by Ben Sales
(JTA) — Zach Atlas has been going to camp about as long as he’s been baking.
During the summer Atlas, 14, is at Ramah in the Berkshires, a Conservative Jewish camp in Wingdale, New York, with swimming, sports and Hebrew programs. During the year, he’s often at his oven, making pumpkin muffins or chocolate and peanut butter cake.
As a noted camper and foodie, how does he feel about his camp food?
“It’s awful,” he said. “It’s so bad. Except for some days. They have cinnamon rolls and coffee cakes on Saturday. Otherwise it’s always so bad, and they always have this survey, and I don’t see the point of it because it never gets better.”
Camp wouldn’t be camp if kids didn’t complain about the food. So how is it that Jewish camps have managed to produce campers, current and former, who have competed on top television cooking shows?
Atlas was on the “Kids Baking Championship” last year on the Food Network. Tal Schulmiller appeared on Fox’s “MasterChef Junior” this year. And Sara Bradley was the runner-up on Bravo’s “Top Chef” this year.
And even though they acknowledge that their camp food wasn’t exactly haute cuisine, they say camp has played a role in shaping their cooking.
“Most of the Camp Ben Frankel food was bad,” Bradley, 37, said of the Jewish camp she attended in southern Illinois as a kid. But memories of baking challah there have stuck with her.
“It was so amazing to take this bread, fold it up and braid bread together,” she said. “As a little girl, you learn to braid hair, but you never knew you could do that with bread.”
Bradley reached the final episode of Season 16 on “Top Chef,” which aired last month, thanks in part to the matzah ball soup she made with her mother while filming in Macau. The chicken thighs with matzah balls in savory mushroom consomme wowed the judges, and Bradley’s mother taught her that club soda can make matzah balls lighter.
“It was far from the soup you get in your mother’s home, but it was really delicious,” she said.
Bradley also brings traditional Jewish foods into freight house, her restaurant in Paducah, Kentucky, where she grew up. When she puts traditional Jewish foods on the menu, she’ll often make them with a local twist, or give them names that are more understandable to her customers in Appalachia. So she has served matzah balls, for example, as “bread dumplings.” And latkes with apple butter, a local spread, or pulled pork mixed in.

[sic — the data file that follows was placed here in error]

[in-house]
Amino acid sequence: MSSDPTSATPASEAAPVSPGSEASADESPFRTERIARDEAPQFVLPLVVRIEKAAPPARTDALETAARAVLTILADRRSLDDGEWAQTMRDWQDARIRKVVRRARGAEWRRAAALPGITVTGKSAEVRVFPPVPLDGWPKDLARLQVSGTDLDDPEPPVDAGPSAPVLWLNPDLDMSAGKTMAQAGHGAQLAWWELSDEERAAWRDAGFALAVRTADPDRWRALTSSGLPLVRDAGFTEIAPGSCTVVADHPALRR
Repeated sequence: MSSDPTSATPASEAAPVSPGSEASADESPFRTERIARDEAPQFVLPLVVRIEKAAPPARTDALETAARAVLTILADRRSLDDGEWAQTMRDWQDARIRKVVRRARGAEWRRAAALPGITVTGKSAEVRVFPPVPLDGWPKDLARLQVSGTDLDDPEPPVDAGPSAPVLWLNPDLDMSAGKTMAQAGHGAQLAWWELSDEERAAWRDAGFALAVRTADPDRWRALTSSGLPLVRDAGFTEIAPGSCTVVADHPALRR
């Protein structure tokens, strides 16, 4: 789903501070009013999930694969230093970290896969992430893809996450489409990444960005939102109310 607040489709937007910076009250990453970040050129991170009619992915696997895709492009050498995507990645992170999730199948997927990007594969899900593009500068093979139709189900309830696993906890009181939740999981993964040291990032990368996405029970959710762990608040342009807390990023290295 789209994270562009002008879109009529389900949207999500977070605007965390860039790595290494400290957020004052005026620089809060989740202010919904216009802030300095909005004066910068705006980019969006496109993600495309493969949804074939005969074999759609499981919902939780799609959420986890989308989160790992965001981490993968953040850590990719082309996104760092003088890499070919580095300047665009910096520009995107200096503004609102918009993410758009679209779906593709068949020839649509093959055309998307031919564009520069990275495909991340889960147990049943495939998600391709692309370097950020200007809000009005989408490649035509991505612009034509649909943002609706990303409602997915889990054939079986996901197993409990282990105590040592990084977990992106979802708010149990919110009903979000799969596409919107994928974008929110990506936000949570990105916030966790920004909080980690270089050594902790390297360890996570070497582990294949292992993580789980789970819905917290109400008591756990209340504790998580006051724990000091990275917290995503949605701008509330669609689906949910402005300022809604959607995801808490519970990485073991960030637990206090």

“We’ve had kugel, but people know it as a baked egg noodle casserole,” she said. “We use a lot of Israeli spices like zaatar, but people don’t always know that.”
Some Jewish camps have taken note of the culinary craze and launched cooking programs and specialty camps geared to the kitchen. New Jersey Y Camp’s two facilities for Orthodox kids, Camp Nesher and Camp Shoshanim, have offered a kosher culinary arts camp with the noted cookbook author Susie Fishbein as the instructor. The Louisville, Kentucky-based Camp J offers a range of cooking specialty camps, including a week of cupcake baking.
Camp Zeke in Lakewood, Pennsylvania, puts “culinary arts” right into its logo, and has a dedicated teaching kitchen where resident chefs train campers in cooking techniques and culinary theory.
Atlas, who lives on Manhattan’s Upper East Side, hopes to work professionally as a baker when he’s older, though he thinks running his own bakery may be too stressful. He started baking thanks to his mom, who would bake zucchini and pumpkin muffins, as well as a delicious blueberry pie. Now his favorite thing to do is bake cake.
“They’re a really great blank canvas to try something new on and decorate,” he said.
Atlas was eliminated from the “Kids Baking Championship” in the first episode last summer, in which contestants had to make eclairs. But he’s still baking, posting a blue “winter wonderland cake” to Instagram last month.
Schulmiller, 14, from suburban Long Island, became interested in cooking via matzah ball soup from his grandmother. On “MasterChef Junior,” whose seventh season began last month, he made his signature dish, a kombu-cured salmon with a miso buerre-blanc and yuzu kosho, a Japanese chili paste. He’s also a foodie in his spare time in New York, rarely visiting the same restaurant twice, so he can sample the city’s culinary landscape.
But though Schulmiller feasted on lobster cappuccino at Le Bernadin, the famed New York seafood restaurant, for his birthday, he also enjoys traditional Jewish holiday cooking. He’s going to contribute to cooking for Passover, and loved making Thanksgiving dinner this year.
“For Thanksgiving I made half of the dishes,” he said. “I love cooking for a crowd. I like having a lot of people over so I can cook for them.”
Oh, and another thing: Schulmiller didn’t think the food at his summer camp, Camp Havaya in Pennsylvania, was all that bad. He attended for two full summers.
“I liked it at the time,” he said. “If I were to go back, it would probably stand up. We were lucky to have a good team in the back.”
(This article was made possible with funding by the Foundation for Jewish Camp. The story was produced independently and at the sole discretion of JTA’s editorial team.)